Planets Worksheets & Activity Sheets
CHAPTER TWO THE ROCKY PLANETS
The Rocky Planets – Mercury
Mercury, Venus, Earth, and Mars are commonly called the “rocky planets.” They are the four planets closest to the Sun and share a few features in common. All have a solid surface and a core made of heavy metals. All of these planets except Mercury have a significant atmosphere—a blanket of gases which surrounds them. None of these planets has rings.
Mercury is the planet closest to the Sun. It is about one third the diameter of Earth and has no moons of its own. Like the Earth’s Moon, Mercury has lots of meteor craters and flat plains covered by a powdery soil. It’s also dry and has only a thin sodium cloud for an atmosphere. Mercury’s core is thought to be made of iron because Mercury is as dense as Earth even though the planet is much smaller.
A spacecraft called Mariner 10 flew by Mercury in 1974–75 and took pictures of about half the planet. The pictures revealed that Mercury has a lot of hills and cracks—a result both of the planet shrinking early in its formation and of numerous impacts with meteorites and other space objects.
WORKSHEET & Sample PDF Activity
Sample PDF Activity
From Earth, Mercury is difficult to see because it is so close to the Sun. The Sun’s light obscures it from our view. Sky watchers are most likely to glimpse Mercury in the spring right after the Sun sets or in the fall just before dawn.
The Rocky Planets – Venus
Venus is the planet closest to Earth, and while it is similar in size, density, and gravitational pull, it is physically very different. Covered in clouds and haze made of sulfuric acid, Venus’s surface is hidden from view. The atmosphere is about 98 percent carbon dioxide.The carbon dioxide traps the Sun’s heat so that Venus is hot (up to 900 degrees Fahrenheit) both day and night. Venus rotates in the opposite direction of the other planets, so the Sun rises in the west and sets in the east. Because Venus orbits the Sun faster than it rotates on its own axis, a day on Venus is longer than its year!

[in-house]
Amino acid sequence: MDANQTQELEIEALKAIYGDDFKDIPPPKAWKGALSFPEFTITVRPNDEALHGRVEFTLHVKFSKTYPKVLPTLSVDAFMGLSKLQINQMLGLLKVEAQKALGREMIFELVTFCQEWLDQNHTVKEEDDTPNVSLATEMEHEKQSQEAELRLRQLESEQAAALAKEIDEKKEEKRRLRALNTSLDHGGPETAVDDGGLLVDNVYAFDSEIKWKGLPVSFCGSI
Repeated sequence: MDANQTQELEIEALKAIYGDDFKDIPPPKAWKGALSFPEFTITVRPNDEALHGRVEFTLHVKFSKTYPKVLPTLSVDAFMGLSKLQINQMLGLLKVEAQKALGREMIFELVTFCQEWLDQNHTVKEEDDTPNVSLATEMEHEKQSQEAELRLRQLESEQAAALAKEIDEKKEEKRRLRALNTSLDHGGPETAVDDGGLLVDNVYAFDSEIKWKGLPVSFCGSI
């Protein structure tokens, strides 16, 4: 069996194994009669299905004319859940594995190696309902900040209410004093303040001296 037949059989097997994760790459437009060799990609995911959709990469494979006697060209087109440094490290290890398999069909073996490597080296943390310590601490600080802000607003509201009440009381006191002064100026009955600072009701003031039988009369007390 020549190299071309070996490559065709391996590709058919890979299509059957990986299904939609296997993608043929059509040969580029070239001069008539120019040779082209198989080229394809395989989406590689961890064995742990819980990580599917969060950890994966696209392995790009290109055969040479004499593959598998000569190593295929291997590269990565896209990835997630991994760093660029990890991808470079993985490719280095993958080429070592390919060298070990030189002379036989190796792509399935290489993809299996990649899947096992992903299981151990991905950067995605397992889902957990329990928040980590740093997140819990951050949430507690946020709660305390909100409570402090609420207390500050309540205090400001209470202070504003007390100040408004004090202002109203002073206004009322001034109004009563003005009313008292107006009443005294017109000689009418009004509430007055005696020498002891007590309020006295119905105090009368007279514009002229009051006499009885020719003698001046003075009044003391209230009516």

Much of the information we have about Venus came from NASA’s Pioneer Venus spacecraft mission in 1978, the Magellan radar-mapping mission in 1990, and several Soviet missions. Information has also been collected from Earth-based radar telescopes and imaging systems.These efforts have provided detailed panoramas of Venus, topographical maps, and even chemical analysis for the planet’s surface rocks. Radar has revealed that Venus has large lava plains and thousands of inactive volcanoes and mountains, but fewer craters than Earth’s Moon or Mercury.
From Earth,Venus can be seen as much as three hours before sunrise or after sunset.Venus is the third-brightest object visible in the sky after the Sun and Earth’s moon.
Did You Know?
Almost all of the features on Venus are named after famous women. Three main craters are named after Anna Pavlova (prima ballerina, c. 1881-1931), Sacagawea (Shoshone Indian who traveled with Lewis and Clark, c. 1789-1812), and Sappho (Greek poet, circa 610-580 B.C.).
Picture Jupiter Puzzle
Cut apart the small pictures and put them in the correct order to create a larger image of Jupiter. Then color the individual cloud bands and storm spots in contrasting colors.